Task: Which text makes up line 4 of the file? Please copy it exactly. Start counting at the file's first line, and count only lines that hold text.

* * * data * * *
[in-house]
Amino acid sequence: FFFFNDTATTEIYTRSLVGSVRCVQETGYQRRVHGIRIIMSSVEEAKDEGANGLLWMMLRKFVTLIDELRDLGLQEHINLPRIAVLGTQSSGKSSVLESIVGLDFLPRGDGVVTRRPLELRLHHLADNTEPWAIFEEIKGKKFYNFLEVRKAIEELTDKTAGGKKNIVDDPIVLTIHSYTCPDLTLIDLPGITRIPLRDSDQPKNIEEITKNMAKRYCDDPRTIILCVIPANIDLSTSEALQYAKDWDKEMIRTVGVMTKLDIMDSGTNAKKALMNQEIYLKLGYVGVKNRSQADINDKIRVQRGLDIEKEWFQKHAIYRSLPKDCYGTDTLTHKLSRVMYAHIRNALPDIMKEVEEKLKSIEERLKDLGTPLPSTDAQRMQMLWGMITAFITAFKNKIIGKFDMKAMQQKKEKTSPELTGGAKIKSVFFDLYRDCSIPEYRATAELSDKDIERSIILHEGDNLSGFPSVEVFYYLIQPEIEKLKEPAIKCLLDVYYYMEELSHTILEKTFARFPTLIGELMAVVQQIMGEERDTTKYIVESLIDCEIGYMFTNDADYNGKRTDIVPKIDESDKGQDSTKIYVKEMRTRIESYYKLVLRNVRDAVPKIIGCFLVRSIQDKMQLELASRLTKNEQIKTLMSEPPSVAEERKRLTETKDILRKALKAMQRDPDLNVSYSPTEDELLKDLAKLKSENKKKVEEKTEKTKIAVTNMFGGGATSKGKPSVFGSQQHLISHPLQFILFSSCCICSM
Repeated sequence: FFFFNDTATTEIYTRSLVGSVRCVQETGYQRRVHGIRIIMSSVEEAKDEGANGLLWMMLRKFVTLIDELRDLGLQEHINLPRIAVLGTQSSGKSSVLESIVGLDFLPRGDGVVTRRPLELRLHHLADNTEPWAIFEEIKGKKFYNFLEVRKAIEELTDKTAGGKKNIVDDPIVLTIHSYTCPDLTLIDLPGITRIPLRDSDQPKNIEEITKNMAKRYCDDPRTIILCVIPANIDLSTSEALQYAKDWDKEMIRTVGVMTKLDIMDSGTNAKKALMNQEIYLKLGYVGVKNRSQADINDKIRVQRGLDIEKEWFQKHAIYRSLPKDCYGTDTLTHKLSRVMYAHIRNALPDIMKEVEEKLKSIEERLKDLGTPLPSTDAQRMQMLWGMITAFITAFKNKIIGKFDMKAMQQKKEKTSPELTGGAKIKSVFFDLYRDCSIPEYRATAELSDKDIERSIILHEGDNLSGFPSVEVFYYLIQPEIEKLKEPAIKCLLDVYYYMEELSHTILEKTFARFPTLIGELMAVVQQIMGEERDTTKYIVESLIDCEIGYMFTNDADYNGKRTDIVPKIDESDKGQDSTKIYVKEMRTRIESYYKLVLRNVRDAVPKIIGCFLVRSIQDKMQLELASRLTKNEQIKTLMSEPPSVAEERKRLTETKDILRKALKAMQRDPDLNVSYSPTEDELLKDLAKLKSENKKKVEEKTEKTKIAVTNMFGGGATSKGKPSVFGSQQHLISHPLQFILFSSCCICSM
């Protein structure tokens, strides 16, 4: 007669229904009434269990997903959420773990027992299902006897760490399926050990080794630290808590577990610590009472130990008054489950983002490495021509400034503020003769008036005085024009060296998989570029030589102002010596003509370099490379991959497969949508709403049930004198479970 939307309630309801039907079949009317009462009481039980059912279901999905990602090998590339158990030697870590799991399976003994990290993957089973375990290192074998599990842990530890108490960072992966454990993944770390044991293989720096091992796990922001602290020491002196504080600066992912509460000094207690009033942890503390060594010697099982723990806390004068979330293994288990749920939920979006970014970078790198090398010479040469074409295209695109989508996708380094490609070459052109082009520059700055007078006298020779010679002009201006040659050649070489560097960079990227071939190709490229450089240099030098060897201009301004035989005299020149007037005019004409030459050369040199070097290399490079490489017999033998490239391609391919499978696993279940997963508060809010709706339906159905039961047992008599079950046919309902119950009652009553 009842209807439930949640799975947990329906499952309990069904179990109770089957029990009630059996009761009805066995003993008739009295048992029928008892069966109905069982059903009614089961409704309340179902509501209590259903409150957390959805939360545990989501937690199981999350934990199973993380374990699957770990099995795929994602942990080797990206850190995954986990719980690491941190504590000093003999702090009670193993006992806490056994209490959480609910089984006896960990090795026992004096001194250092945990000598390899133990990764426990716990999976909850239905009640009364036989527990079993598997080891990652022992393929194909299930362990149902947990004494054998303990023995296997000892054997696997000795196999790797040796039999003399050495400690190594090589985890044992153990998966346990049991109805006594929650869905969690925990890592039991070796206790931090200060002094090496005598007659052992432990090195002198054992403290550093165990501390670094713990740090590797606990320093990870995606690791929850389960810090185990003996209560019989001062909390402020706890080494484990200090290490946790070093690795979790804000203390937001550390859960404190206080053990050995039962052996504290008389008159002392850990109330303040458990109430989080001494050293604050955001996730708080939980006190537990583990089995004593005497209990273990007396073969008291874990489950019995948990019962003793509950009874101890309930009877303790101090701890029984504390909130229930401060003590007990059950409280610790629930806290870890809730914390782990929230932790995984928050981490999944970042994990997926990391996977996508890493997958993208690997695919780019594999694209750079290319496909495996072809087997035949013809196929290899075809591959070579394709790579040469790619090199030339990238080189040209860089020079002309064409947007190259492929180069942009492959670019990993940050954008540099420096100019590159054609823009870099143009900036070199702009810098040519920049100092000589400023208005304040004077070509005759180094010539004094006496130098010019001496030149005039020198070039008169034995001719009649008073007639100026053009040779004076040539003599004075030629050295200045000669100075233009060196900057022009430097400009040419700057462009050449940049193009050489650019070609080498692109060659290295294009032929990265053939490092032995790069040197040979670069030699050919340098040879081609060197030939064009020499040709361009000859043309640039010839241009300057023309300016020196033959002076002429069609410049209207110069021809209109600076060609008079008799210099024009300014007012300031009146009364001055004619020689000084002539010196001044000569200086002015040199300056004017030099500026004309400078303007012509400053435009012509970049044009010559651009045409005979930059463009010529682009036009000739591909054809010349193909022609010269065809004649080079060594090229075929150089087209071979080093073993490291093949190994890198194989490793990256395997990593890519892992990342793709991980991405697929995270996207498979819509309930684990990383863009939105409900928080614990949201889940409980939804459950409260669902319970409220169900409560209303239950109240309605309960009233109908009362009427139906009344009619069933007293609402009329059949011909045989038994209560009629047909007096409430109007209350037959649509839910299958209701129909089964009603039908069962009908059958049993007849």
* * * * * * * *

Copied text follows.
């Protein structure tokens, strides 16, 4: 007669229904009434269990997903959420773990027992299902006897760490399926050990080794630290808590577990610590009472130990008054489950983002490495021509400034503020003769008036005085024009060296998989570029030589102002010596003509370099490379991959497969949508709403049930004198479970 939307309630309801039907079949009317009462009481039980059912279901999905990602090998590339158990030697870590799991399976003994990290993957089973375990290192074998599990842990530890108490960072992966454990993944770390044991293989720096091992796990922001602290020491002196504080600066992912509460000094207690009033942890503390060594010697099982723990806390004068979330293994288990749920939920979006970014970078790198090398010479040469074409295209695109989508996708380094490609070459052109082009520059700055007078006298020779010679002009201006040659050649070489560097960079990227071939190709490229450089240099030098060897201009301004035989005299020149007037005019004409030459050369040199070097290399490079490489017999033998490239391609391919499978696993279940997963508060809010709706339906159905039961047992008599079950046919309902119950009652009553 009842209807439930949640799975947990329906499952309990069904179990109770089957029990009630059996009761009805066995003993008739009295048992029928008892069966109905069982059903009614089961409704309340179902509501209590259903409150957390959805939360545990989501937690199981999350934990199973993380374990699957770990099995795929994602942990080797990206850190995954986990719980690491941190504590000093003999702090009670193993006992806490056994209490959480609910089984006896960990090795026992004096001194250092945990000598390899133990990764426990716990999976909850239905009640009364036989527990079993598997080891990652022992393929194909299930362990149902947990004494054998303990023995296997000892054997696997000795196999790797040796039999003399050495400690190594090589985890044992153990998966346990049991109805006594929650869905969690925990890592039991070796206790931090200060002094090496005598007659052992432990090195002198054992403290550093165990501390670094713990740090590797606990320093990870995606690791929850389960810090185990003996209560019989001062909390402020706890080494484990200090290490946790070093690795979790804000203390937001550390859960404190206080053990050995039962052996504290008389008159002392850990109330303040458990109430989080001494050293604050955001996730708080939980006190537990583990089995004593005497209990273990007396073969008291874990489950019995948990019962003793509950009874101890309930009877303790101090701890029984504390909130229930401060003590007990059950409280610790629930806290870890809730914390782990929230932790995984928050981490999944970042994990997926990391996977996508890493997958993208690997695919780019594999694209750079290319496909495996072809087997035949013809196929290899075809591959070579394709790579040469790619090199030339990238080189040209860089020079002309064409947007190259492929180069942009492959670019990993940050954008540099420096100019590159054609823009870099143009900036070199702009810098040519920049100092000589400023208005304040004077070509005759180094010539004094006496130098010019001496030149005039020198070039008169034995001719009649008073007639100026053009040779004076040539003599004075030629050295200045000669100075233009060196900057022009430097400009040419700057462009050449940049193009050489650019070609080498692109060659290295294009032929990265053939490092032995790069040197040979670069030699050919340098040879081609060197030939064009020499040709361009000859043309640039010839241009300057023309300016020196033959002076002429069609410049209207110069021809209109600076060609008079008799210099024009300014007012300031009146009364001055004619020689000084002539010196001044000569200086002015040199300056004017030099500026004309400078303007012509400053435009012509970049044009010559651009045409005979930059463009010529682009036009000739591909054809010349193909022609010269065809004649080079060594090229075929150089087209071979080093073993490291093949190994890198194989490793990256395997990593890519892992990342793709991980991405697929995270996207498979819509309930684990990383863009939105409900928080614990949201889940409980939804459950409260669902319970409220169900409560209303239950109240309605309960009233109908009362009427139906009344009619069933007293609402009329059949011909045989038994209560009629047909007096409430109007209350037959649509839910299958209701129909089964009603039908069962009908059958049993007849």